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What is depression – and how to deal with it

Why people get depressed

Depression is a very human vulnerability. People can sink into a depressed mood when their innate physical or emotional needs are not being adequately met, perhaps because of some setback or traumatic event, and they begin to worry about what has happened, or what might happen, and how they will cope.

All depressed people worry. 'Why did I lose that job?' … ‘Why do people treat me like this?’ …  ‘What will I do if my partner leaves me?’ … ‘What is going to happen to me?’ … 'How am I going to pay my bills?’ … ‘Why don’t things work out for me?’ Feelings of frustration, anxiety, anger or guilt can become overwhelming but, instead of taking action to deal with the situation, which would bring the uncomfortable emotional arousal down, once we are in this situation we feel exhausted and powerless and worry even more – creating a mountain of negative expectations. The more we expect things to be bad, the more stressed we feel.

All strong emotions focus and lock our attention and, with depression, our attention stays focused on all the bad things that seem to be happening to us, whether real or illusory.

Every little thing we worry about and do not resolve in the day is translated into a bad dream the next night. So worrying increases the amount of dreaming that we do – the majority of depressed and anxious people dream far more intensely than non-depressed people. All the worries have to be worked through in extended and intense periods of dream activity, as the brain attempts to rebalance arousal levels. This upsets the balance between refreshing slow-wave, recuperative sleep and energy-burning dream sleep (known as REM sleep). When that happens, we soon start to wake up feeling tired and unmotivated. This makes us worry even more that ‘something is wrong with me’, and the cycle continues.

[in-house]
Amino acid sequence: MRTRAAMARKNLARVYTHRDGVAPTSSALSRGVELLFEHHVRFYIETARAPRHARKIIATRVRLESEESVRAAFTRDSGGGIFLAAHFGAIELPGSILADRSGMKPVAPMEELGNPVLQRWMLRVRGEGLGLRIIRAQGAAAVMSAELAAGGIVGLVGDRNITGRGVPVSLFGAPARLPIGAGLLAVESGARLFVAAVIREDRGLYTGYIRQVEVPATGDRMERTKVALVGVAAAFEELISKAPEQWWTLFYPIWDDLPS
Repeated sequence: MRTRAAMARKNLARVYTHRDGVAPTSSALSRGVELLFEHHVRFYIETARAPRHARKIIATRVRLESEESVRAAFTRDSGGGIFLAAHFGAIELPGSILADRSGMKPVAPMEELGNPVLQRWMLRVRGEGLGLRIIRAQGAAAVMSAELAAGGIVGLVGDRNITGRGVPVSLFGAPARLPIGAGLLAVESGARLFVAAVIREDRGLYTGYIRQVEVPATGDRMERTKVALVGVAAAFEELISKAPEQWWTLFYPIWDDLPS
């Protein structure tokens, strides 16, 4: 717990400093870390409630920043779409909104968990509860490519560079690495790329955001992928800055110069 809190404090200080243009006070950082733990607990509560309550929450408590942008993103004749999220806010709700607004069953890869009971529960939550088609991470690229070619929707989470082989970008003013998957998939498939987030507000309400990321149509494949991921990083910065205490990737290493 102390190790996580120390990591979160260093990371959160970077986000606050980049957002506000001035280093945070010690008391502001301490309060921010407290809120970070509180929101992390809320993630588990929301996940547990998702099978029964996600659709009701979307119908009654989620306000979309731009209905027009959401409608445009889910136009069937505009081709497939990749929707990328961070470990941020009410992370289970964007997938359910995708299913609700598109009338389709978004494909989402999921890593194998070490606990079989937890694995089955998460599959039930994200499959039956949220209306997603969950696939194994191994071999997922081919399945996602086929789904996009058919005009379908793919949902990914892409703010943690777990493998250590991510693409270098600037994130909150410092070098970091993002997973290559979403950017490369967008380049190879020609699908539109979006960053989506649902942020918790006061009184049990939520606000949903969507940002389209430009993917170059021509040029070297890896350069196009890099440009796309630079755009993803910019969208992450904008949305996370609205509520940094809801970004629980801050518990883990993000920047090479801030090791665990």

Why depressed people are always tired

Extended dreaming is exhausting, not just because it deprives us of restful and restorative slow-wave sleep, but also because it stimulates the 'orientation response'. This is a vital pathway in the brain which, during the day, alerts us to changes in our environment that might be relevant for us, drawing our attention, and, when necessary, generating motivation to act. But it can't do this as effectively if it has been over-used in dream-sleep the previous night. So, the next morning we awake feeling terrible because we haven't had refreshing sleep, and we find it much harder to motivate ourselves to get up and do anything because the brain mechanism that generates interest in life is exhausted as well. (See: Why do we dream?)

Exhaustion on waking and lack of motivation are features common to most depressed people. Because our normal sense that life is meaningful comes from the actions we take, life quickly comes to seem meaningless when our motivation levels are low. The natural delight we take in being alive and doing things drains away.

How does human givens therapy relieve depression?

Human givens therapists work with the fundamental understanding that people do not develop mental illness when their innate emotional needs are being met, healthily and in balance. Working with this powerful organising idea they employ therapeutic techniques long demonstrated as effective (interpersonal, cognitive behavioural, solution focused, imaginal) plus they make practical use of what you have just read above, putting emphasis on creating new expectations for the client that will 'kick-start' their interest in life again.